\u3b2 = P (\u22128 < Z < \u22122) = 0.0228\u2212 0 = 0.0228.
10.17 (a) n = 50, µ = 5000, \u3c3 = 120, and \u3c3X¯ =
120\u221a
50
= 16.971, with z = 4970\u22125000
16.971
= \u22121.77
and \u3b1 = P (Z < \u22121.77) = 0.0384.
(b) If µ = 4970, then z = 0 and hence \u3b2 = P (Z > 0) = 0.5.
If µ = 4960, then z = 4970\u22124960
16.971
= 0.59 and \u3b2 = P (Z > 0.59) = 0.2776.
10.18 The OC curve is shown next.
124 Chapter 10 One- and Two-Sample Tests of Hypotheses
180 190 200 210 220
0.
0
0.
2
0.
4
0.
6
0.
8
OC curve
µ
Pr
ob
ab
ilit
y
of
a
cc
ep
tin
g
th
e
nu
ll h
yp
ot
he
sis
10.19 The hypotheses are
H0 : µ = 800,
H1 : µ 6= 800.
Now, z = 788\u2212800
40/
\u221a
30
= \u22121.64, and P -value= 2P (Z < \u22121.64) = (2)(0.0505) = 0.1010.
Hence, the mean is not significantly different from 800 for \u3b1 < 0.101.
10.20 The hypotheses are
H0 : µ = 5.5,
H1 : µ < 5.5.
Now, z = 5.23\u22125.5
0.24/
\u221a
64
= \u22129.0, and P -value= P (Z < \u22129.0) \u2248 0. The White Cheddar
Popcorn, on average, weighs less than 5.5oz.
10.21 The hypotheses are
H0 : µ = 40 months,
H1 : µ < 40 months.
Now, z = 38\u221240
5.8/
\u221a
64
= \u22122.76, and P -value= P (Z < \u22122.76) = 0.0029. Decision: reject
H0.
10.22 The hypotheses are
H0 : µ = 162.5 centimeters,
H1 : µ 6= 162.5 centimeters.
Now, z = 165.2\u2212162.5
6.9/
\u221a
50
= 2.77, and P -value= 2P (Z > 2.77) = (2)(0.0028) = 0.0056.
Decision: reject H0 and conclude that µ 6= 162.5.
Solutions for Exercises in Chapter 10 125
10.23 The hypotheses are
H0 : µ = 20, 000 kilometers,
H1 : µ > 20, 000 kilometers.
Now, z = 23,500\u221220,000
3900/
\u221a
100
= 8.97, and P -value= P (Z > 8.97) \u2248 0. Decision: reject H0 and
conclude that µ 6= 20, 000 kilometers.
10.24 The hypotheses are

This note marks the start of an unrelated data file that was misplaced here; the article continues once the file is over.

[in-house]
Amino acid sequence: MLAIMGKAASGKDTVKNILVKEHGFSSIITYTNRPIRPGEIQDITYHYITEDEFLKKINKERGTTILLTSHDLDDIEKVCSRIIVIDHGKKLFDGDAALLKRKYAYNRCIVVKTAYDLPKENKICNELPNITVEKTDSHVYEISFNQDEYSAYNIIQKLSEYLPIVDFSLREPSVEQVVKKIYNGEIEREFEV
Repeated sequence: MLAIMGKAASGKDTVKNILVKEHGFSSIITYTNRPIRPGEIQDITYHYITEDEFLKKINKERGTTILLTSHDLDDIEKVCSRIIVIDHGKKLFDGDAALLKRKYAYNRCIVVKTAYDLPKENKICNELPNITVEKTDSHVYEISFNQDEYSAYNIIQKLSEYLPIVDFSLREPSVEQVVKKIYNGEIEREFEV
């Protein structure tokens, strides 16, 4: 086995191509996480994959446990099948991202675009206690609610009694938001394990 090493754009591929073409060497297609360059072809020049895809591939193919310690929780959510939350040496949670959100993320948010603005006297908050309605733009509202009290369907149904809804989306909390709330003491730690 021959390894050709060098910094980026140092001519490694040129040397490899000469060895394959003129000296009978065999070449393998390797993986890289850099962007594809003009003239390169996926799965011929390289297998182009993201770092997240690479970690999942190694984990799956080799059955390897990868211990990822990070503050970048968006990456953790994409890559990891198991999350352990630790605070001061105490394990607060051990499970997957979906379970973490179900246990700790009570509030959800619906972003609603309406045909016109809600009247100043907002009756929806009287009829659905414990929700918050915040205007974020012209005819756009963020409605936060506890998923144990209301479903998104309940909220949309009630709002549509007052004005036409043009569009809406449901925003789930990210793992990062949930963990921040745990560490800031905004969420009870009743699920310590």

H0 : µ = 8,
H1 : µ > 8.
Now, z = 8.5\u22128
2.25/
\u221a
225
= 3.33, and P -value= P (Z > 3.33) = 0.0004. Decision: Reject H0
and conclude that men who use TM, on average, mediate more than 8 hours per week.
10.25 The hypotheses are
H0 : µ = 10,
H1 : µ 6= 10.
\u3b1 = 0.01 and df = 9.
Critical region: t < \u22123.25 or t > 3.25.
Computation: t = 10.06\u221210
0.246/
\u221a
10
= 0.77.
Decision: Fail to reject H0.
10.26 The hypotheses are
H0 : µ = 220 milligrams,
H1 : µ > 220 milligrams.
\u3b1 = 0.01 and df = 9.
Critical region: t > 1.729.
Computation: t = 224\u2212220
24.5/
\u221a
20
= 4.38.
Decision: Reject H0 and claim µ > 220 milligrams.
10.27 The hypotheses are
H0 : µ1 = µ2,
H1 : µ1 > µ2.
Since sp =
\u221a
(29)(10.5)2+(29)(10.2)2
58
= 10.35, then
P
[
T >
34.0
10.35
\u221a
1/30 + 1/30
]
= P (Z > 12.72) \u2248 0.
Hence, the conclusion is that running increases the mean RMR in older women.
126 Chapter 10 One- and Two-Sample Tests of Hypotheses
10.28 The hypotheses are
H0 : µC = µA,
H1 : µC > µA,
with sp =
\u221a
(24)(1.5)2+(24)(1.25)2
48
= 1.3807. We obtain t = 20.0\u221212.0
1.3807
\u221a
2/25
= 20.48. Since
P (T > 20.48) \u2248 0, we conclude that the mean percent absorbency for the cotton fiber
is significantly higher than the mean percent absorbency for acetate.
10.29 The hypotheses are
H0 : µ = 35 minutes,
H1 : µ < 35 minutes.
\u3b1 = 0.05 and df = 19.
Critical region: t < \u22121.729.
Computation: t = 33.1\u221235
4.3/
\u221a
20
= \u22121.98.
Decision: Reject H0 and conclude that it takes less than 35 minutes, on the average,
to take the test.
10.30 The hypotheses are
H0 : µ1 = µ2,
H1 : µ1 6= µ2.
Since the variances are known, we obtain z = 81\u221276\u221a
5.22/25+3.52/36
= 4.22. So, P -value\u2248 0
and we conclude that µ1 > µ2.
10.31 The hypotheses are
H0 : µA \u2212 µB = 12 kilograms,
H1 : µA \u2212 µB > 12 kilograms.
\u3b1 = 0.05.
Critical region: z > 1.645.
Computation: z = (86.7\u221277.8)\u221212\u221a
(6.28)2/50+(5.61)2/50
= \u22122.60. So, fail to reject H0 and conclude that
the average tensile strength of thread A does not exceed the average tensile strength
of thread B by 12 kilograms.
10.32 The hypotheses are
H0 : µ1 \u2212 µ2 = \$2, 000,
H1 : µ1 \u2212 µ2 > \$2, 000.
Solutions for Exercises in Chapter 10 127
\u3b1 = 0.01.
Critical region: z > 2.33.
Computation: z = (70750\u221265200)\u22122000\u221a
(6000)2/200+(5000)2/200
= 6.43, with a P -value= P (Z > 6.43) \u2248
0. Reject H0 and conclude that the mean salary```